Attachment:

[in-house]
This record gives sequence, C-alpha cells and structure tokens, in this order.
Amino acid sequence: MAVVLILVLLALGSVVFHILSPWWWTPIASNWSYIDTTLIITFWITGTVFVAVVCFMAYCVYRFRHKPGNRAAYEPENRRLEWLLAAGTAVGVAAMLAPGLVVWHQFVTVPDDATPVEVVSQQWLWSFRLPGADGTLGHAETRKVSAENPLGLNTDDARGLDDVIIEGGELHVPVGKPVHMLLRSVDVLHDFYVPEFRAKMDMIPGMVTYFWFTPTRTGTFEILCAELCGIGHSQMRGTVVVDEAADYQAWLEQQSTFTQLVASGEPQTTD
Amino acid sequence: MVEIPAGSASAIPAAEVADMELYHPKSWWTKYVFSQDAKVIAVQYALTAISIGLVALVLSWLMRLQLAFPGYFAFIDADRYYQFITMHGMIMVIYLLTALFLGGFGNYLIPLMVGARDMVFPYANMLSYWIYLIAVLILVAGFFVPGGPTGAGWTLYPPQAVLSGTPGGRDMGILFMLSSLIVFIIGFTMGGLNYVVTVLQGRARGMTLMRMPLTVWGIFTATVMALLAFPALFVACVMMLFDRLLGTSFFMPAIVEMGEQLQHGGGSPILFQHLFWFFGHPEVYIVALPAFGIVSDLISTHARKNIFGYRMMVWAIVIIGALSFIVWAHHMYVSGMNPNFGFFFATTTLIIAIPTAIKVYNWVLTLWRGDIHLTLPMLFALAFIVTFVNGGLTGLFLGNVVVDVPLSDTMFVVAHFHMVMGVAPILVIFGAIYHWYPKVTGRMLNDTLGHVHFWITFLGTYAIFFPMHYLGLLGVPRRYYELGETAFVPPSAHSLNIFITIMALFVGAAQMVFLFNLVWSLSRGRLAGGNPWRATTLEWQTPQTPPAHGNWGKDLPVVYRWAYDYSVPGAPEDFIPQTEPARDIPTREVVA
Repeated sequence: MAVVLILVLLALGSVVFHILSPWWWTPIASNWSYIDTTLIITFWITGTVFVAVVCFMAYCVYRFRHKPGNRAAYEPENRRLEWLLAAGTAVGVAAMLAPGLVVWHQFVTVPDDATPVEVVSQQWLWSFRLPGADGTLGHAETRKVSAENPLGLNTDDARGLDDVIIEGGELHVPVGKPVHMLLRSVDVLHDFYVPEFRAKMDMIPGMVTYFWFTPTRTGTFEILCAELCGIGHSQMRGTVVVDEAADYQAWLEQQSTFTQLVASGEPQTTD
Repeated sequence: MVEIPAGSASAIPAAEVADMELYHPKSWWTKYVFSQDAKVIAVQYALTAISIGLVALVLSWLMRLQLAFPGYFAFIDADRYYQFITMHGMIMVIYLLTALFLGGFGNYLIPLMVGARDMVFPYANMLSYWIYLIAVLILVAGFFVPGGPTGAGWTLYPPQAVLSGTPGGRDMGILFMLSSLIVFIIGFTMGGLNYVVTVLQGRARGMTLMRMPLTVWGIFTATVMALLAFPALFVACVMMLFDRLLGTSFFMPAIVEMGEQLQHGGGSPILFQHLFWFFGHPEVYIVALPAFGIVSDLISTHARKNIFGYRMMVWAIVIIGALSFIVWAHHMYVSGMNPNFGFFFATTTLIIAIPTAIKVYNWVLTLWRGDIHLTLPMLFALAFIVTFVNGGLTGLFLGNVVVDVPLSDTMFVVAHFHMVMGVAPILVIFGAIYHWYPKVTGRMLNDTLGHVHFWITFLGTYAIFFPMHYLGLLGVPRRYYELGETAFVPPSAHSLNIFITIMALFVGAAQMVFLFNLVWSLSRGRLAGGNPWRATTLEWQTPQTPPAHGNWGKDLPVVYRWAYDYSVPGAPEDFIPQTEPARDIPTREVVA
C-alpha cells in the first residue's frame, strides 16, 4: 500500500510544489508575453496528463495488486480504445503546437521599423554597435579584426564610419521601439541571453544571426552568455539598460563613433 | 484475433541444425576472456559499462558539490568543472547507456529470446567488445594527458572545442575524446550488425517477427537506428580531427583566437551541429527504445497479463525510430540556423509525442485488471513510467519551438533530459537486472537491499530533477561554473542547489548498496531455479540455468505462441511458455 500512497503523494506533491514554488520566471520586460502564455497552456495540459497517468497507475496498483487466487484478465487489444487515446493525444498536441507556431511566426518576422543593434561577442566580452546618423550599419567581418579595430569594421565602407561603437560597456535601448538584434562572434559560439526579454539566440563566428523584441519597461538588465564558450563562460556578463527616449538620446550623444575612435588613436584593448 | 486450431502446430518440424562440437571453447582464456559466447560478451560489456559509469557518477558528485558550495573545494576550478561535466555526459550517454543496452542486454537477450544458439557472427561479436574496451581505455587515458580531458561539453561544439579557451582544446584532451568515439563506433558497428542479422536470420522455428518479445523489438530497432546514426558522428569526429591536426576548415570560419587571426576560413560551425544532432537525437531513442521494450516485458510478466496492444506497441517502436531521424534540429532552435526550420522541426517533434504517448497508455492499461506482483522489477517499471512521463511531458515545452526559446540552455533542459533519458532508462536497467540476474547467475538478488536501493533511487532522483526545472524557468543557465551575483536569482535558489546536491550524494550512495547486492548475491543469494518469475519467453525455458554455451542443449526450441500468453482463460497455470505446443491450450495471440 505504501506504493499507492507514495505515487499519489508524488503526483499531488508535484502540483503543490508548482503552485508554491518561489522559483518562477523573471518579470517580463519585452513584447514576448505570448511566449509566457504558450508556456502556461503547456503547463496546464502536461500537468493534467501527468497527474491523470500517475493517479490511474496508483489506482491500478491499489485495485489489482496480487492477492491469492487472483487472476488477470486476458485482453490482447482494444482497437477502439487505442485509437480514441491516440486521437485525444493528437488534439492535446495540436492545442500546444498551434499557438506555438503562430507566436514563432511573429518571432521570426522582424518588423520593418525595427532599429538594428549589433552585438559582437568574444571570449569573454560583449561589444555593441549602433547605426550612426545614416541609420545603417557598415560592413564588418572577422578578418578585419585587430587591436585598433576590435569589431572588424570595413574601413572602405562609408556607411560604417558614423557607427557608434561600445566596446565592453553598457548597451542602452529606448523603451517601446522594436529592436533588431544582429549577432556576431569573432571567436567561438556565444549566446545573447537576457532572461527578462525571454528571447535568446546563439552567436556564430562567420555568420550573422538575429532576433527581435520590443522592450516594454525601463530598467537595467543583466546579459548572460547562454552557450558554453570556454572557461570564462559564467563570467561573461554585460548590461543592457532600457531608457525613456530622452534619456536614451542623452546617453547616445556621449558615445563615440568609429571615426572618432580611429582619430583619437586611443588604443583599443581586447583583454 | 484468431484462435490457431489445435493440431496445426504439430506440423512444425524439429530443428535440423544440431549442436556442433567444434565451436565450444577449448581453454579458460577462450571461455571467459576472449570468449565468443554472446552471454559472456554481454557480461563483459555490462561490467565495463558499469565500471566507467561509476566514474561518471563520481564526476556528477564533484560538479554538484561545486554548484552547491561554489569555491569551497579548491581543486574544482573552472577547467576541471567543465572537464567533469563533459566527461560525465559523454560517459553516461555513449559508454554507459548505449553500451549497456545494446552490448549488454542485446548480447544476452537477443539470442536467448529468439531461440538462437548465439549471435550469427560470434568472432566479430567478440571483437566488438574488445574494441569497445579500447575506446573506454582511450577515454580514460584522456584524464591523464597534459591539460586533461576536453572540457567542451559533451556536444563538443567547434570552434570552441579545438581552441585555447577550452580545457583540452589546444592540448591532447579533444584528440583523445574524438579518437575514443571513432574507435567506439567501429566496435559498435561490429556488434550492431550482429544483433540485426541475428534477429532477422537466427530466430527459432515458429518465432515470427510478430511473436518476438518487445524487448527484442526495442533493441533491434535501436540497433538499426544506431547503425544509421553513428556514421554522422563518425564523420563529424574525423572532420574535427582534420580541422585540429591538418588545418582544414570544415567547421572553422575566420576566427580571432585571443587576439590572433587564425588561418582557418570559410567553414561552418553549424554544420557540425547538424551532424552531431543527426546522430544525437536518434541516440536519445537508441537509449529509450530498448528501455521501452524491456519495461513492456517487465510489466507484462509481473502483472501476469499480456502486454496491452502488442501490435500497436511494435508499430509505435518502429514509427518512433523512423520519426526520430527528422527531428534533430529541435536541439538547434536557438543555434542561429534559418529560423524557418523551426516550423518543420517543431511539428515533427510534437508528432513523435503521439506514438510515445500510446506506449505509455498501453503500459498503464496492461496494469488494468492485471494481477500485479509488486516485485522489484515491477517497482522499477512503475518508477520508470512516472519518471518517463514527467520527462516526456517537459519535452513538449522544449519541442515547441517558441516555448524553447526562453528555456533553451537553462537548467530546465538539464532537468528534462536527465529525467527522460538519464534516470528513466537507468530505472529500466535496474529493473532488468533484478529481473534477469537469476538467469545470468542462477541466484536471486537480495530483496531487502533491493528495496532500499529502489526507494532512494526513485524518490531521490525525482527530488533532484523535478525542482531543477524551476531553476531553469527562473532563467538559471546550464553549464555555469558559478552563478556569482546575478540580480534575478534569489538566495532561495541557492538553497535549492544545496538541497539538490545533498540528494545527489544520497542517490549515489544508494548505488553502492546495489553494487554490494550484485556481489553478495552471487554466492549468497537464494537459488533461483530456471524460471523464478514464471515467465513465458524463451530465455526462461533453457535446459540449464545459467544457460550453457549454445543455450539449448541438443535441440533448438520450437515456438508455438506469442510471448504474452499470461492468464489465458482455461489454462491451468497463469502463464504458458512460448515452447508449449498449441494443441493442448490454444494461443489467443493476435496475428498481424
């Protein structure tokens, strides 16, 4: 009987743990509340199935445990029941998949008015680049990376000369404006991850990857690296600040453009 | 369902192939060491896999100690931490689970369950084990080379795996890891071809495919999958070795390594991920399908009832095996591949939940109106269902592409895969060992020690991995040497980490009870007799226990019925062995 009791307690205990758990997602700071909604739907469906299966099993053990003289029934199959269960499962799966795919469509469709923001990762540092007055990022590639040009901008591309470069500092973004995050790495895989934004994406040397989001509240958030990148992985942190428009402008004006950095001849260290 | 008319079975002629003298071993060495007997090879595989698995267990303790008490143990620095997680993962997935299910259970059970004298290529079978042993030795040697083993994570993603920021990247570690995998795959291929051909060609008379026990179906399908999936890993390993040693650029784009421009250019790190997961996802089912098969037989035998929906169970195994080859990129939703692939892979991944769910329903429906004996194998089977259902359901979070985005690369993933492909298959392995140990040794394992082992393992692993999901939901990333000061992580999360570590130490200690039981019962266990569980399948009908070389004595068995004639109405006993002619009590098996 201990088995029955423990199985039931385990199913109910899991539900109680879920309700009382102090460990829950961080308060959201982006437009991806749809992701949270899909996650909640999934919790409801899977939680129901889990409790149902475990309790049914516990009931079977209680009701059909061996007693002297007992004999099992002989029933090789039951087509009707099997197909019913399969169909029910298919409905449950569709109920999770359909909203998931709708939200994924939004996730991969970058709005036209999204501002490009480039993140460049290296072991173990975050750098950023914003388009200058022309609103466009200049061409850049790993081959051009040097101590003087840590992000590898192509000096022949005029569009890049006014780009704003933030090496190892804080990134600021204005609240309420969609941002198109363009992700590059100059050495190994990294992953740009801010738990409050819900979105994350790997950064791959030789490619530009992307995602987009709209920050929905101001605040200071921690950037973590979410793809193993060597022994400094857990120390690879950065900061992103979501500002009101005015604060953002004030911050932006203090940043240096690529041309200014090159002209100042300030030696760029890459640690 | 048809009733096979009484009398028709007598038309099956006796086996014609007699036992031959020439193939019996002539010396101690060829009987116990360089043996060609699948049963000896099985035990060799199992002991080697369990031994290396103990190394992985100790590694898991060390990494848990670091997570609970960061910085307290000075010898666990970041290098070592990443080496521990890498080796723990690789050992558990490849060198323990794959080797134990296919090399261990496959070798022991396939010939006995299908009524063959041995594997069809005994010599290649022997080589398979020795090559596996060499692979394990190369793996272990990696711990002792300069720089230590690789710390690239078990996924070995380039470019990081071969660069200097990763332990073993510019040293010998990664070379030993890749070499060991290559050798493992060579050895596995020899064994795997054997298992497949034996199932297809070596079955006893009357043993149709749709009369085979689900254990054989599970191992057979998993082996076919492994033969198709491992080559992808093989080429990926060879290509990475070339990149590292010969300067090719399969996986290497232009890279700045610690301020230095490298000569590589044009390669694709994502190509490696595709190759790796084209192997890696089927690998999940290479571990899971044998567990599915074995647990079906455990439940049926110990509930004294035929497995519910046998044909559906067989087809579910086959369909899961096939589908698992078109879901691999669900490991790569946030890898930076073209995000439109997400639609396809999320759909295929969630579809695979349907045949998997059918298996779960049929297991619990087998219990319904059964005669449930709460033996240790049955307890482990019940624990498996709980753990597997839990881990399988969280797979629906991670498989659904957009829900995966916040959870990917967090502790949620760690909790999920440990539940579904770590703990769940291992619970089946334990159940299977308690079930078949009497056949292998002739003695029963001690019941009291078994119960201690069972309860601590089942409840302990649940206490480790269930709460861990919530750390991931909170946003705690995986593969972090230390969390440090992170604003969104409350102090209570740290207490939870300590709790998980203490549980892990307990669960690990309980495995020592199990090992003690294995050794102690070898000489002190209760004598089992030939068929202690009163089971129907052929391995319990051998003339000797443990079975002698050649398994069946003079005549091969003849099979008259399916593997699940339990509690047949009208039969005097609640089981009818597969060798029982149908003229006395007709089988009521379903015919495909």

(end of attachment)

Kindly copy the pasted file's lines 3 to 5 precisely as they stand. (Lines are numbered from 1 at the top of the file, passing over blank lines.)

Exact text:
Amino acid sequence: MAVVLILVLLALGSVVFHILSPWWWTPIASNWSYIDTTLIITFWITGTVFVAVVCFMAYCVYRFRHKPGNRAAYEPENRRLEWLLAAGTAVGVAAMLAPGLVVWHQFVTVPDDATPVEVVSQQWLWSFRLPGADGTLGHAETRKVSAENPLGLNTDDARGLDDVIIEGGELHVPVGKPVHMLLRSVDVLHDFYVPEFRAKMDMIPGMVTYFWFTPTRTGTFEILCAELCGIGHSQMRGTVVVDEAADYQAWLEQQSTFTQLVASGEPQTTD
Amino acid sequence: MVEIPAGSASAIPAAEVADMELYHPKSWWTKYVFSQDAKVIAVQYALTAISIGLVALVLSWLMRLQLAFPGYFAFIDADRYYQFITMHGMIMVIYLLTALFLGGFGNYLIPLMVGARDMVFPYANMLSYWIYLIAVLILVAGFFVPGGPTGAGWTLYPPQAVLSGTPGGRDMGILFMLSSLIVFIIGFTMGGLNYVVTVLQGRARGMTLMRMPLTVWGIFTATVMALLAFPALFVACVMMLFDRLLGTSFFMPAIVEMGEQLQHGGGSPILFQHLFWFFGHPEVYIVALPAFGIVSDLISTHARKNIFGYRMMVWAIVIIGALSFIVWAHHMYVSGMNPNFGFFFATTTLIIAIPTAIKVYNWVLTLWRGDIHLTLPMLFALAFIVTFVNGGLTGLFLGNVVVDVPLSDTMFVVAHFHMVMGVAPILVIFGAIYHWYPKVTGRMLNDTLGHVHFWITFLGTYAIFFPMHYLGLLGVPRRYYELGETAFVPPSAHSLNIFITIMALFVGAAQMVFLFNLVWSLSRGRLAGGNPWRATTLEWQTPQTPPAHGNWGKDLPVVYRWAYDYSVPGAPEDFIPQTEPARDIPTREVVA
Repeated sequence: MAVVLILVLLALGSVVFHILSPWWWTPIASNWSYIDTTLIITFWITGTVFVAVVCFMAYCVYRFRHKPGNRAAYEPENRRLEWLLAAGTAVGVAAMLAPGLVVWHQFVTVPDDATPVEVVSQQWLWSFRLPGADGTLGHAETRKVSAENPLGLNTDDARGLDDVIIEGGELHVPVGKPVHMLLRSVDVLHDFYVPEFRAKMDMIPGMVTYFWFTPTRTGTFEILCAELCGIGHSQMRGTVVVDEAADYQAWLEQQSTFTQLVASGEPQTTD